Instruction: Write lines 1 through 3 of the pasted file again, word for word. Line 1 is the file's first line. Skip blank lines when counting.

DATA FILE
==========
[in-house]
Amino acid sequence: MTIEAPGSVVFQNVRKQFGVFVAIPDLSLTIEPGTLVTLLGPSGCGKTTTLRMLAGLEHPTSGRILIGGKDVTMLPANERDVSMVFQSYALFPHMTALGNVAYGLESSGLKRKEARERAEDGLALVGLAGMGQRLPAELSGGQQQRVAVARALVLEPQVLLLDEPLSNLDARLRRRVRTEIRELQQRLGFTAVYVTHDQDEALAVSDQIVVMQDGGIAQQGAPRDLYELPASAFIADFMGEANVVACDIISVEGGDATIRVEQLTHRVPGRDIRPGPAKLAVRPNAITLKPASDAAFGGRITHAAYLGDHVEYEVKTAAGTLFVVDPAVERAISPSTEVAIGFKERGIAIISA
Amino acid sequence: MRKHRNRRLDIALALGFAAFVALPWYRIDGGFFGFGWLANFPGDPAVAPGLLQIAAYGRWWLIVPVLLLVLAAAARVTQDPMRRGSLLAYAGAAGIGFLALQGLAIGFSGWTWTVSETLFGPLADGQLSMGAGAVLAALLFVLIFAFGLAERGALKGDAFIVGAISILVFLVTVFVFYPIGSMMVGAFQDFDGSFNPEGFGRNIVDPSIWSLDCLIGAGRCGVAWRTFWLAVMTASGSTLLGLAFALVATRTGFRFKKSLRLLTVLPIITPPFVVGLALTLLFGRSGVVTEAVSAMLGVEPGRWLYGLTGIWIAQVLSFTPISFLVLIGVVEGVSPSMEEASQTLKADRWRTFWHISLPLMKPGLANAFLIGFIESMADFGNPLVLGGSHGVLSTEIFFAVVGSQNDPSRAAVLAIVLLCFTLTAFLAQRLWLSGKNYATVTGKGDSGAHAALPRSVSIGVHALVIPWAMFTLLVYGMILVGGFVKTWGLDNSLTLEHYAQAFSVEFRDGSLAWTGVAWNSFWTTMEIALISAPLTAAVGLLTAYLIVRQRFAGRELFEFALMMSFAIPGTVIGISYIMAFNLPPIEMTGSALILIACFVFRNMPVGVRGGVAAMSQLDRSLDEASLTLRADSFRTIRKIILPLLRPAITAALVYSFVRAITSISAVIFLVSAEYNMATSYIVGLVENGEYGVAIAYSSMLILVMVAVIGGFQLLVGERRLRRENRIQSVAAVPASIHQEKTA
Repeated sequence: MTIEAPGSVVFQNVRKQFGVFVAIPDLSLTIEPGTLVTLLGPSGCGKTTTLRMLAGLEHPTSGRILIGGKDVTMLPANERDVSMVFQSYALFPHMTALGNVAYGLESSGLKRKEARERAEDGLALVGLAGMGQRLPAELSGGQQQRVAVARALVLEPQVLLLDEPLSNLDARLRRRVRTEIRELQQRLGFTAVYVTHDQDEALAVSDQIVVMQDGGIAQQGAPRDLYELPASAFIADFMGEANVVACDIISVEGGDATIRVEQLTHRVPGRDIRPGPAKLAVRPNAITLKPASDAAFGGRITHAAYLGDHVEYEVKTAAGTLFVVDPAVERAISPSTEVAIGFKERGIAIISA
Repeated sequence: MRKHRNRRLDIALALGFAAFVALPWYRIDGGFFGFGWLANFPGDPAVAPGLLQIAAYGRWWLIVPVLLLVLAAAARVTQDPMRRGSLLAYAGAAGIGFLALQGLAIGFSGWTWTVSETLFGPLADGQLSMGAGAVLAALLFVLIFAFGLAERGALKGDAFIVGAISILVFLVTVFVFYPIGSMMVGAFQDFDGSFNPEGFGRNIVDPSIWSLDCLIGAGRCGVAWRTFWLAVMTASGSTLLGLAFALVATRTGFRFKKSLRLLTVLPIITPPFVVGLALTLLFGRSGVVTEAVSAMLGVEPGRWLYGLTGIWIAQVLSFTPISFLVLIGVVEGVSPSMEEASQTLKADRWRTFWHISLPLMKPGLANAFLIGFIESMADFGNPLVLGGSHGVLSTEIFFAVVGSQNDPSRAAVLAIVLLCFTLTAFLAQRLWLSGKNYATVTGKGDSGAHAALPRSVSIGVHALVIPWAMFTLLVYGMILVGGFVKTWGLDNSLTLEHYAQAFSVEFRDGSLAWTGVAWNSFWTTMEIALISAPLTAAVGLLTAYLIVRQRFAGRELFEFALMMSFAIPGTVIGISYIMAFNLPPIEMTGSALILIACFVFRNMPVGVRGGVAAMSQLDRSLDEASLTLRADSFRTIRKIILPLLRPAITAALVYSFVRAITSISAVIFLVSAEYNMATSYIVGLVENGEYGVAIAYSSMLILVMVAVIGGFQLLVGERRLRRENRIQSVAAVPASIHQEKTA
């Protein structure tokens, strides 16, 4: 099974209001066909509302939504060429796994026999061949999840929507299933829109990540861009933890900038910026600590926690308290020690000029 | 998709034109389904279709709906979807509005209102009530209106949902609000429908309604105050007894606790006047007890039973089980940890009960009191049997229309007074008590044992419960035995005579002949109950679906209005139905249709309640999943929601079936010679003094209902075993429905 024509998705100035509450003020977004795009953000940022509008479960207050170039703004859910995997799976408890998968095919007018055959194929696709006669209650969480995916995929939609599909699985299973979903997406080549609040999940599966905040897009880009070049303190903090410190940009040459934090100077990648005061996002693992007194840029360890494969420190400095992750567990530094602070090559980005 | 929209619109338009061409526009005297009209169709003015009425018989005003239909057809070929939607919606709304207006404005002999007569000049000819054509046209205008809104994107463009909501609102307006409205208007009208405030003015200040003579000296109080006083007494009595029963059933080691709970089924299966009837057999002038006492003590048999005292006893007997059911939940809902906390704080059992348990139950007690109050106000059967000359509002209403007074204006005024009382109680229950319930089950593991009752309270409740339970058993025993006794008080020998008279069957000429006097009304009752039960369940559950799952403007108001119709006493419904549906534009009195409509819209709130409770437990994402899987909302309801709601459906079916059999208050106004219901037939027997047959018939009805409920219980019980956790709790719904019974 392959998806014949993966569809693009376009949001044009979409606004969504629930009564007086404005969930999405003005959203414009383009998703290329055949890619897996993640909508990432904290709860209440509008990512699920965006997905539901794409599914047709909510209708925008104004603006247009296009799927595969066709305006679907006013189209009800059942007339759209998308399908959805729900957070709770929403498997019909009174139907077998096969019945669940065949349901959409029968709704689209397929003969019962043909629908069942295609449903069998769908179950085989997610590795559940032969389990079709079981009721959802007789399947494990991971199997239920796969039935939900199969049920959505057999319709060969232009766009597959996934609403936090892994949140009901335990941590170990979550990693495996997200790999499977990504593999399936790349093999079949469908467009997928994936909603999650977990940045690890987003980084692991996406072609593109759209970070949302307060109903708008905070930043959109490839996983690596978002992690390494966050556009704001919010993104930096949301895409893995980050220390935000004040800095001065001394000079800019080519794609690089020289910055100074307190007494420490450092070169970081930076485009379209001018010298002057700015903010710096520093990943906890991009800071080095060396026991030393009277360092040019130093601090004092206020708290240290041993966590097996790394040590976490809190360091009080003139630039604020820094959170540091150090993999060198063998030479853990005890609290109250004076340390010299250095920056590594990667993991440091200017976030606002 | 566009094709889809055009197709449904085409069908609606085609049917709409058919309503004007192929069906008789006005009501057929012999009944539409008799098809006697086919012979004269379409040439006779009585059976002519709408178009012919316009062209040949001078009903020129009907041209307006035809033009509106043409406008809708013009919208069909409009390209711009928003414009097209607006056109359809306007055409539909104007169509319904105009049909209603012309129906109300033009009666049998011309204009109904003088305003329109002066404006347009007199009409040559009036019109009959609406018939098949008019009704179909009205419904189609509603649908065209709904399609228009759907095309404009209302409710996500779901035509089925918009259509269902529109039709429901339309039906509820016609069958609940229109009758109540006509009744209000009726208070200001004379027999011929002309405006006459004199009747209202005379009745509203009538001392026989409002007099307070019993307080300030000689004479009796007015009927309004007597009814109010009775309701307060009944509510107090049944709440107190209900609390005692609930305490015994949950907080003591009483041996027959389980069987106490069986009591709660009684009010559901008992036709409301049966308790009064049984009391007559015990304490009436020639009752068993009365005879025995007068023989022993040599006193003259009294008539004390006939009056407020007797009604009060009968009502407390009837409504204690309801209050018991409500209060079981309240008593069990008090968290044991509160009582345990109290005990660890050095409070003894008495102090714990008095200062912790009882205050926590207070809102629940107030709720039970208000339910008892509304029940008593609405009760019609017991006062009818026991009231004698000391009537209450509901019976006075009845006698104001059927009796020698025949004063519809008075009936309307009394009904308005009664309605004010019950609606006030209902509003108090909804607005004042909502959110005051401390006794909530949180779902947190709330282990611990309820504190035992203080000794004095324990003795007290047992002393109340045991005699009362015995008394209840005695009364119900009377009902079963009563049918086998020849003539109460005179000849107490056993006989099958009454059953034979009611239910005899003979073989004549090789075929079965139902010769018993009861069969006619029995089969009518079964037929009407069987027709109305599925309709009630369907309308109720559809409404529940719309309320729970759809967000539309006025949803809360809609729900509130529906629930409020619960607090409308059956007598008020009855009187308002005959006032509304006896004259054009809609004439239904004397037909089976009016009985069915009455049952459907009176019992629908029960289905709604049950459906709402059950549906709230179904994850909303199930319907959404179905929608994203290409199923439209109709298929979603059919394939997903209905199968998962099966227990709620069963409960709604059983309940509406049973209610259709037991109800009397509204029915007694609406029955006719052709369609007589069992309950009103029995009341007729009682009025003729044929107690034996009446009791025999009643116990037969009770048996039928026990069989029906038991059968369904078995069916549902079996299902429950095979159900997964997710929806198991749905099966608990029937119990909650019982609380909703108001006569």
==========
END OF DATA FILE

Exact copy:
[in-house]
Amino acid sequence: MTIEAPGSVVFQNVRKQFGVFVAIPDLSLTIEPGTLVTLLGPSGCGKTTTLRMLAGLEHPTSGRILIGGKDVTMLPANERDVSMVFQSYALFPHMTALGNVAYGLESSGLKRKEARERAEDGLALVGLAGMGQRLPAELSGGQQQRVAVARALVLEPQVLLLDEPLSNLDARLRRRVRTEIRELQQRLGFTAVYVTHDQDEALAVSDQIVVMQDGGIAQQGAPRDLYELPASAFIADFMGEANVVACDIISVEGGDATIRVEQLTHRVPGRDIRPGPAKLAVRPNAITLKPASDAAFGGRITHAAYLGDHVEYEVKTAAGTLFVVDPAVERAISPSTEVAIGFKERGIAIISA
Amino acid sequence: MRKHRNRRLDIALALGFAAFVALPWYRIDGGFFGFGWLANFPGDPAVAPGLLQIAAYGRWWLIVPVLLLVLAAAARVTQDPMRRGSLLAYAGAAGIGFLALQGLAIGFSGWTWTVSETLFGPLADGQLSMGAGAVLAALLFVLIFAFGLAERGALKGDAFIVGAISILVFLVTVFVFYPIGSMMVGAFQDFDGSFNPEGFGRNIVDPSIWSLDCLIGAGRCGVAWRTFWLAVMTASGSTLLGLAFALVATRTGFRFKKSLRLLTVLPIITPPFVVGLALTLLFGRSGVVTEAVSAMLGVEPGRWLYGLTGIWIAQVLSFTPISFLVLIGVVEGVSPSMEEASQTLKADRWRTFWHISLPLMKPGLANAFLIGFIESMADFGNPLVLGGSHGVLSTEIFFAVVGSQNDPSRAAVLAIVLLCFTLTAFLAQRLWLSGKNYATVTGKGDSGAHAALPRSVSIGVHALVIPWAMFTLLVYGMILVGGFVKTWGLDNSLTLEHYAQAFSVEFRDGSLAWTGVAWNSFWTTMEIALISAPLTAAVGLLTAYLIVRQRFAGRELFEFALMMSFAIPGTVIGISYIMAFNLPPIEMTGSALILIACFVFRNMPVGVRGGVAAMSQLDRSLDEASLTLRADSFRTIRKIILPLLRPAITAALVYSFVRAITSISAVIFLVSAEYNMATSYIVGLVENGEYGVAIAYSSMLILVMVAVIGGFQLLVGERRLRRENRIQSVAAVPASIHQEKTA